A short ride will do just fine sometimes

NOTE: I wrote this a few weeks ago, but forgot to publish it. Such is life when you’re busy prepping for a show…
Many of my friends just completed the first Brevet of the season, the SIR 200k. Meanwhile, I’m busy wrapping up projects and getting ready to show in Detroit in a couple weeks, so I’ve only had time and energy for shorter rides.
I awoke yesterday at 06.30 and got into the shop by 07.30 to do the rest of some finish work on some frames that I dropped off to Class Act to get powder-coated. Afterwards I went home and generally goofed around, stressing about where to ride, how long I wanted to go, etc… I finally decided to just get out and explore a few areas I’ve been meaning to for a while. Donning my lightweight jersey, shorts and arm warmers, I quickly found that I was too warm. In March. Awesome! I climbed up an unpaved path to the top of Powell Butte and was awarded some killer views on this mostly clear day.
Bombing down the path and heading towards my next bump in the landscape: Gresham Butte. A helluva climb up a paved road averaging 11% over the .8 miles, I was happy to find the top. I quick hop over the rocks that barricade the path and I’m boogying down the Gresham Walking trail. Starting off paved, It quickly turns to loose gravel and I stop at the bottom to let out some air. 40 PSI felt ok on the pavement, but turns out that 35 PSI works just as well, but was still a little too much on the looser parts of the gravel path. The next climb averages about 7% and a bit over a mile to the top. It’s here that I decide to start navigating back. A lovely descent down Butler rd, the meandering through some neighborhoods and then a bomber descent down 190th and I’m back at the Springwater trail. After a few minutes, I decide to ride through neighboring streets instead of dodging the joggers and horseback riders and other cyclists on the trail. I meandered home, taking interesting looking alleyways and side streets until I arrived home. 25 miles, about 1600′ of climbing, packed into the middle 10 miles. An unshabby time and super fun to find some new routes that are definitely worth revisiting and exploring some more.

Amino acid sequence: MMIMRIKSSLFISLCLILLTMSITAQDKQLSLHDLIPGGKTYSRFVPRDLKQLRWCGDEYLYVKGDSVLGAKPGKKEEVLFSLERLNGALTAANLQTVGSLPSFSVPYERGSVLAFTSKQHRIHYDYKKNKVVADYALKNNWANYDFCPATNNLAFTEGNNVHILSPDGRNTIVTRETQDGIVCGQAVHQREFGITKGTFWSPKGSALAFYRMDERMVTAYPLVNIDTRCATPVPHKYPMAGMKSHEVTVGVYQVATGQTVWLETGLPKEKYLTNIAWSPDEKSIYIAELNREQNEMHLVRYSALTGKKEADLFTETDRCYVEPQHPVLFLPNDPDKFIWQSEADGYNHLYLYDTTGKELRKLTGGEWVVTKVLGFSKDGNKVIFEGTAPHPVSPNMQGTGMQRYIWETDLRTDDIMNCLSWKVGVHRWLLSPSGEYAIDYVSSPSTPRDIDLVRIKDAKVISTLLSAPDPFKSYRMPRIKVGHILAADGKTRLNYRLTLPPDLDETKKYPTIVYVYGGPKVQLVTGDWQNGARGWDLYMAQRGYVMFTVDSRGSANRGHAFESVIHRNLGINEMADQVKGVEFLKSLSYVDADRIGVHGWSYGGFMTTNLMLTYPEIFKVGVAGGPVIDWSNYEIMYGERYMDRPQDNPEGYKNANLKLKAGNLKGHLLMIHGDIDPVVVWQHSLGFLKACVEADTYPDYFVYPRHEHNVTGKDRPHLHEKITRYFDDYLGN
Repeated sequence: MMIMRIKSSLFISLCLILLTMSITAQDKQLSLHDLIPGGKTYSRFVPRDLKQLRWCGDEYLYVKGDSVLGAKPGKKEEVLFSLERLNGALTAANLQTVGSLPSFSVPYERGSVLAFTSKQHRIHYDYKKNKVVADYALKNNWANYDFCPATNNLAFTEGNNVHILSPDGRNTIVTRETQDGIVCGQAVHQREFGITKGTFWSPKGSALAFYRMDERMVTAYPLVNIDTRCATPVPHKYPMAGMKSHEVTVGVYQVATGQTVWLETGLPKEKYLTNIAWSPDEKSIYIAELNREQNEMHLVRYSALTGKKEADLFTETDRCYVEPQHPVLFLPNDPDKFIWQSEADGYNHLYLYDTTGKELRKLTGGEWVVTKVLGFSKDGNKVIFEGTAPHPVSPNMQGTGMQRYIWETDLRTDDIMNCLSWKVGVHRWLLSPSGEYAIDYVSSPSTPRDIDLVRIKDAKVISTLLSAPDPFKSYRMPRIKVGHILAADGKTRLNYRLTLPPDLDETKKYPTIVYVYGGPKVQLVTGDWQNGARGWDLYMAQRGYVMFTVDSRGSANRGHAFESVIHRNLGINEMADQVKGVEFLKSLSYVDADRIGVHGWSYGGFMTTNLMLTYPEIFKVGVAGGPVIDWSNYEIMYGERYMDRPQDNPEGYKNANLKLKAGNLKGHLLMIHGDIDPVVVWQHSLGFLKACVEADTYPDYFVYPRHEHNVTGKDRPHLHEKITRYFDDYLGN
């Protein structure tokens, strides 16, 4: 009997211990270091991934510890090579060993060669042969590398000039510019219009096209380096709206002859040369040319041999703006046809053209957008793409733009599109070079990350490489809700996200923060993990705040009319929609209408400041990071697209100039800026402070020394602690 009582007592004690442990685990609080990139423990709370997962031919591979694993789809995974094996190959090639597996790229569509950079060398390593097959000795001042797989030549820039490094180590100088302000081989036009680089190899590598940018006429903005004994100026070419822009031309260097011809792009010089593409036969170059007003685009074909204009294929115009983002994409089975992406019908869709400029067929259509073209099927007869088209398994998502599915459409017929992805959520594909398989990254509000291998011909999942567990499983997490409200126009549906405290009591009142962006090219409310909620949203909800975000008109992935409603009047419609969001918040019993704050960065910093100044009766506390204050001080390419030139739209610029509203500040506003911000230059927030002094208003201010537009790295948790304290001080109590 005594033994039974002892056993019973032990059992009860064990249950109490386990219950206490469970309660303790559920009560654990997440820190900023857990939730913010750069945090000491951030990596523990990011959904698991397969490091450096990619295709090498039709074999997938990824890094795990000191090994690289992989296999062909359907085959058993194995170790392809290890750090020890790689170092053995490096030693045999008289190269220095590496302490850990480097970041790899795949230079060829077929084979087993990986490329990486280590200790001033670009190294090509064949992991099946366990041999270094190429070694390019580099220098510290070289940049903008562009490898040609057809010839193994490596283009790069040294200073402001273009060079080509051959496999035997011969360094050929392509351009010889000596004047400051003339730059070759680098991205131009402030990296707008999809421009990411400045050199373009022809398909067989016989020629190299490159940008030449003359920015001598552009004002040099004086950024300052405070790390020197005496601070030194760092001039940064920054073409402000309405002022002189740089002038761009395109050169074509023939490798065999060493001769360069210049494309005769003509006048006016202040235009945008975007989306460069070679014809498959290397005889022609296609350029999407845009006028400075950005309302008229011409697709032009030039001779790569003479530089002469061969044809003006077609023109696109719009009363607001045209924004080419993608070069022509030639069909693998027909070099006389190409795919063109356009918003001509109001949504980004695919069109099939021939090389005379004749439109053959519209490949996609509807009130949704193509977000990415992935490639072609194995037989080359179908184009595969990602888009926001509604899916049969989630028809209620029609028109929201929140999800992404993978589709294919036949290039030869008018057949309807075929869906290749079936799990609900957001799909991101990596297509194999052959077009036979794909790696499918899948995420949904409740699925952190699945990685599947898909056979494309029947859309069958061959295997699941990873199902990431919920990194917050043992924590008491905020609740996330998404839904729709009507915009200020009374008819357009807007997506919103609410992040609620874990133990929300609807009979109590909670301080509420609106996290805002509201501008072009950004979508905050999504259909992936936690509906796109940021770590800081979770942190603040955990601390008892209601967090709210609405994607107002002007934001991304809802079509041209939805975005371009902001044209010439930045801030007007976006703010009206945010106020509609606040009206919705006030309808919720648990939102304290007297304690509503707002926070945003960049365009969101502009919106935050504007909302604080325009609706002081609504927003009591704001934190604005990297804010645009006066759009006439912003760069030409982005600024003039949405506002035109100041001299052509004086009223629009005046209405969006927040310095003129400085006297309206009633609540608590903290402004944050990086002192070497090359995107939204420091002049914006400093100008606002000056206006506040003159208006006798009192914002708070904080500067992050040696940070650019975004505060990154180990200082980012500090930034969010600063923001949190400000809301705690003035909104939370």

Porteur Project


I’m gauging interest to see if folks might be down for a little Porteur Project? A badass rig for city riding either set up as a single speed or a geared bike. I’m thinking $2600 for frame, fork, front rack and headset… Drop a note or leave a comment if it’s something you may find keen.

Website Maladies

I tried installing a new theme this week, to give the website a new, more polished look. But it broke the site a bit. I couldn’t easily access the blog and the design layout is anything but intuitive. I’m working on it, but it’ll be a little bit before it’s nearly where I want it. In the meantime, is there any content missing that you’d like to see on the site?

FaTRoB and the Velodirt Dalles Mtn 60

fatrob at dalles mtn 60

Wow. Such a great day on the bike with what is really a fantastic route. 60 miles of mixed terrain riding and packing in a bit over 4000′ of climbing in 2 climbs.

I drove out with my good buddy Jack and we parked the car about 5 minutes before 10, got our stuff together, grabbed some coffee and a restroom break and headed out. I didn’t print a route sheet, nor did I worry about starting about 30-45 minutes after most folks. That part was actually kinda cool. I usually start with everyone and find myself into one of the faster groups off of the front missing most of the field. Starting late, I got to catch up with a lot of folks on that first climb, seeing many familiar faces.